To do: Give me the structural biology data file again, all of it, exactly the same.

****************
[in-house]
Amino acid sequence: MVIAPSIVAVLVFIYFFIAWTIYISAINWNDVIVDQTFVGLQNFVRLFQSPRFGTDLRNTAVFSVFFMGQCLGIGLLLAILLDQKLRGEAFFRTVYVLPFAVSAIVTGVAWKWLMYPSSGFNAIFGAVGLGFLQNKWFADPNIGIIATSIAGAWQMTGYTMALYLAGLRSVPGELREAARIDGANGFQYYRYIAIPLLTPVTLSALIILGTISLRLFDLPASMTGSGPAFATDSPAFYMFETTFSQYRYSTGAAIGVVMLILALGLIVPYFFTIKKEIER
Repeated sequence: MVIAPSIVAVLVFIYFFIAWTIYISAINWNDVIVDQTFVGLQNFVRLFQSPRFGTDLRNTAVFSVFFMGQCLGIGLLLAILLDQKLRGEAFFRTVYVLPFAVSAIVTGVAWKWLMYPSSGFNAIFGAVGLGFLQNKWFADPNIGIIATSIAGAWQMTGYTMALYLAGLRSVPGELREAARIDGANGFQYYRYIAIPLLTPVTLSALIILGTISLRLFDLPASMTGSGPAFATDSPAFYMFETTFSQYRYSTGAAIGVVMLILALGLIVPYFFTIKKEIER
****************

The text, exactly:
[in-house]
Amino acid sequence: MVIAPSIVAVLVFIYFFIAWTIYISAINWNDVIVDQTFVGLQNFVRLFQSPRFGTDLRNTAVFSVFFMGQCLGIGLLLAILLDQKLRGEAFFRTVYVLPFAVSAIVTGVAWKWLMYPSSGFNAIFGAVGLGFLQNKWFADPNIGIIATSIAGAWQMTGYTMALYLAGLRSVPGELREAARIDGANGFQYYRYIAIPLLTPVTLSALIILGTISLRLFDLPASMTGSGPAFATDSPAFYMFETTFSQYRYSTGAAIGVVMLILALGLIVPYFFTIKKEIER
Repeated sequence: MVIAPSIVAVLVFIYFFIAWTIYISAINWNDVIVDQTFVGLQNFVRLFQSPRFGTDLRNTAVFSVFFMGQCLGIGLLLAILLDQKLRGEAFFRTVYVLPFAVSAIVTGVAWKWLMYPSSGFNAIFGAVGLGFLQNKWFADPNIGIIATSIAGAWQMTGYTMALYLAGLRSVPGELREAARIDGANGFQYYRYIAIPLLTPVTLSALIILGTISLRLFDLPASMTGSGPAFATDSPAFYMFETTFSQYRYSTGAAIGVVMLILALGLIVPYFFTIKKEIER